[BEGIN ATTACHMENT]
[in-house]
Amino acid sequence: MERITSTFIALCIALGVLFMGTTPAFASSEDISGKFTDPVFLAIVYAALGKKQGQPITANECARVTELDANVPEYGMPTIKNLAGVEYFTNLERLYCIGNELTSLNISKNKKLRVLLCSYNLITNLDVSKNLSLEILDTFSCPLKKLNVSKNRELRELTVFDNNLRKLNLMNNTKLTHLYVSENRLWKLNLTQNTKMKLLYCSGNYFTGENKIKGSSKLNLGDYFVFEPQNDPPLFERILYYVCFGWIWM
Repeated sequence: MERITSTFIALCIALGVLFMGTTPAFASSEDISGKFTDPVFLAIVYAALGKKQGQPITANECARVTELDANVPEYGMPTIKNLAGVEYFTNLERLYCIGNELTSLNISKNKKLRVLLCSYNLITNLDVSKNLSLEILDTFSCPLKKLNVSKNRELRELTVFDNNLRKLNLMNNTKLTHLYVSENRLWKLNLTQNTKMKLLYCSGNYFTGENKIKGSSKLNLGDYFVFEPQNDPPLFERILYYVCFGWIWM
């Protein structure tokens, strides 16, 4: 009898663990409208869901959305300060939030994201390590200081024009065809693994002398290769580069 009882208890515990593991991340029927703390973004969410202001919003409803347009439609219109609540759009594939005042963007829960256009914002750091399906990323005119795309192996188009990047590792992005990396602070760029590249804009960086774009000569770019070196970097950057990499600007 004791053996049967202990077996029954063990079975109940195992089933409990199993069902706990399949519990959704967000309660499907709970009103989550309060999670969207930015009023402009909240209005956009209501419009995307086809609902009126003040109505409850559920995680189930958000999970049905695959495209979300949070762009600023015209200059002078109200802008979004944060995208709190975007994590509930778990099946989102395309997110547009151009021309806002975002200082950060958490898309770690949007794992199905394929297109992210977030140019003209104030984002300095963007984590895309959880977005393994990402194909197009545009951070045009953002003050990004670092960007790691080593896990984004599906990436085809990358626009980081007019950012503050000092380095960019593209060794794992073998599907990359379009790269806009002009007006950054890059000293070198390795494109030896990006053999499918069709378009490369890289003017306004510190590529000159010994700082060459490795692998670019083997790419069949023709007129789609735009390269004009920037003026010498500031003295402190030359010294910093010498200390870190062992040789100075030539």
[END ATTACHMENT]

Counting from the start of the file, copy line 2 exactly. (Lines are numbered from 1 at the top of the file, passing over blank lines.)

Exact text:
Amino acid sequence: MERITSTFIALCIALGVLFMGTTPAFASSEDISGKFTDPVFLAIVYAALGKKQGQPITANECARVTELDANVPEYGMPTIKNLAGVEYFTNLERLYCIGNELTSLNISKNKKLRVLLCSYNLITNLDVSKNLSLEILDTFSCPLKKLNVSKNRELRELTVFDNNLRKLNLMNNTKLTHLYVSENRLWKLNLTQNTKMKLLYCSGNYFTGENKIKGSSKLNLGDYFVFEPQNDPPLFERILYYVCFGWIWM